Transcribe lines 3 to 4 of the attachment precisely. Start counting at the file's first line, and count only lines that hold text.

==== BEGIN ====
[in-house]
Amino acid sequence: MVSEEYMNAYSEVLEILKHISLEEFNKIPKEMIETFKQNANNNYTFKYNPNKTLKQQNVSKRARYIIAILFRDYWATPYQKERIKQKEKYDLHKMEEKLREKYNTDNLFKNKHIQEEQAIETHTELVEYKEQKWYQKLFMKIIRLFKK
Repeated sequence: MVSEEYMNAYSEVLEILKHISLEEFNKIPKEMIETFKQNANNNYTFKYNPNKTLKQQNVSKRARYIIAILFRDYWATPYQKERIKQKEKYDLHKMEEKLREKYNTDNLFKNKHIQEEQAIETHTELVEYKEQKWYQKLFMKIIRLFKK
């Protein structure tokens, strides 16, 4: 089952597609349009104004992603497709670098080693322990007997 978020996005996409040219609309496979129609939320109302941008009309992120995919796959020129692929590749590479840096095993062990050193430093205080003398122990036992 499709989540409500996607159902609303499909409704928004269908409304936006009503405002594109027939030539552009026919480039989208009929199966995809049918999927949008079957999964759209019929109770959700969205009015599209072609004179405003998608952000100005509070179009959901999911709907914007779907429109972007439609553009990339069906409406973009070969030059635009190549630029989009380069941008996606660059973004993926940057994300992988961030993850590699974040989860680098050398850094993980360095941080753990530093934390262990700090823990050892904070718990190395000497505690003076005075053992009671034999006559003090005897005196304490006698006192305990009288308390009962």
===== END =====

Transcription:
Repeated sequence: MVSEEYMNAYSEVLEILKHISLEEFNKIPKEMIETFKQNANNNYTFKYNPNKTLKQQNVSKRARYIIAILFRDYWATPYQKERIKQKEKYDLHKMEEKLREKYNTDNLFKNKHIQEEQAIETHTELVEYKEQKWYQKLFMKIIRLFKK
């Protein structure tokens, strides 16, 4: 089952597609349009104004992603497709670098080693322990007997 978020996005996409040219609309496979129609939320109302941008009309992120995919796959020129692929590749590479840096095993062990050193430093205080003398122990036992 499709989540409500996607159902609303499909409704928004269908409304936006009503405002594109027939030539552009026919480039989208009929199966995809049918999927949008079957999964759209019929109770959700969205009015599209072609004179405003998608952000100005509070179009959901999911709907914007779907429109972007439609553009990339069906409406973009070969030059635009190549630029989009380069941008996606660059973004993926940057994300992988961030993850590699974040989860680098050398850094993980360095941080753990530093934390262990700090823990050892904070718990190395000497505690003076005075053992009671034999006559003090005897005196304490006698006192305990009288308390009962």